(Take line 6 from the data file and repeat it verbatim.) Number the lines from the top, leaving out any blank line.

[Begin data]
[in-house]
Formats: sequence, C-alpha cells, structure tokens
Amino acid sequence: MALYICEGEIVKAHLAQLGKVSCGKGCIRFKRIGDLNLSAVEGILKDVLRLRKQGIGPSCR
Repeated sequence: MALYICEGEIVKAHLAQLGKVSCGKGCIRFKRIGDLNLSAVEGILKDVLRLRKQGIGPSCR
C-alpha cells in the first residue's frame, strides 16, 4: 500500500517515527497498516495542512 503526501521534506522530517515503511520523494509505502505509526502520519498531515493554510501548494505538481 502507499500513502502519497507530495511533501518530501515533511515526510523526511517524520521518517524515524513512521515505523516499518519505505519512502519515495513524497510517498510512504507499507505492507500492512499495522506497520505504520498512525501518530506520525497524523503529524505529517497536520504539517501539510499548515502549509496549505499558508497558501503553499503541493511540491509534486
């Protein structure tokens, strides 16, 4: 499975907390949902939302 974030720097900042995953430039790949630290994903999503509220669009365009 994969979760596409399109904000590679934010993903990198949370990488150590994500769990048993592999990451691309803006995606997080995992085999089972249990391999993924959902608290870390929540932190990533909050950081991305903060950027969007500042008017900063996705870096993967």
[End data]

């Protein structure tokens, strides 16, 4: 499975907390949902939302 974030720097900042995953430039790949630290994903999503509220669009365009 994969979760596409399109904000590679934010993903990198949370990488150590994500769990048993592999990451691309803006995606997080995992085999089972249990391999993924959902608290870390929540932190990533909050950081991305903060950027969007500042008017900063996705870096993967």